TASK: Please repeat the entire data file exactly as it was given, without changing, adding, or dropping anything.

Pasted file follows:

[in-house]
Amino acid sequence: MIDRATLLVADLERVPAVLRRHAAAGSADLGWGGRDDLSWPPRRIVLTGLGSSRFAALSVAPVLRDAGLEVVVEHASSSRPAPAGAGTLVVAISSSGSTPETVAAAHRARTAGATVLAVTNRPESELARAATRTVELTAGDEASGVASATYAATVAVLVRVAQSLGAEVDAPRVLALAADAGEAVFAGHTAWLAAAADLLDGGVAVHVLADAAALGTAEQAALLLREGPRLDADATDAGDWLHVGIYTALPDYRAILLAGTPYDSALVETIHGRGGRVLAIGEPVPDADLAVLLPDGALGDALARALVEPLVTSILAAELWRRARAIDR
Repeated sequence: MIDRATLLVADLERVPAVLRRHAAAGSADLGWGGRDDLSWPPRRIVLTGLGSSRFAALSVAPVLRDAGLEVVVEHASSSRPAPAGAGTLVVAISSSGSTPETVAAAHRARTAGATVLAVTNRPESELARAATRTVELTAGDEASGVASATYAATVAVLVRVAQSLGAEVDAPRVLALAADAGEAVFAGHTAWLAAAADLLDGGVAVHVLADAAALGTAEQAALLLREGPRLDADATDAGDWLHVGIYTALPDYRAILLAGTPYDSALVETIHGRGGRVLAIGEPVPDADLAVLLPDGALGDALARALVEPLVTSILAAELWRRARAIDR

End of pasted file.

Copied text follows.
[in-house]
Amino acid sequence: MIDRATLLVADLERVPAVLRRHAAAGSADLGWGGRDDLSWPPRRIVLTGLGSSRFAALSVAPVLRDAGLEVVVEHASSSRPAPAGAGTLVVAISSSGSTPETVAAAHRARTAGATVLAVTNRPESELARAATRTVELTAGDEASGVASATYAATVAVLVRVAQSLGAEVDAPRVLALAADAGEAVFAGHTAWLAAAADLLDGGVAVHVLADAAALGTAEQAALLLREGPRLDADATDAGDWLHVGIYTALPDYRAILLAGTPYDSALVETIHGRGGRVLAIGEPVPDADLAVLLPDGALGDALARALVEPLVTSILAAELWRRARAIDR
Repeated sequence: MIDRATLLVADLERVPAVLRRHAAAGSADLGWGGRDDLSWPPRRIVLTGLGSSRFAALSVAPVLRDAGLEVVVEHASSSRPAPAGAGTLVVAISSSGSTPETVAAAHRARTAGATVLAVTNRPESELARAATRTVELTAGDEASGVASATYAATVAVLVRVAQSLGAEVDAPRVLALAADAGEAVFAGHTAWLAAAADLLDGGVAVHVLADAAALGTAEQAALLLREGPRLDADATDAGDWLHVGIYTALPDYRAILLAGTPYDSALVETIHGRGGRVLAIGEPVPDADLAVLLPDGALGDALARALVEPLVTSILAAELWRRARAIDR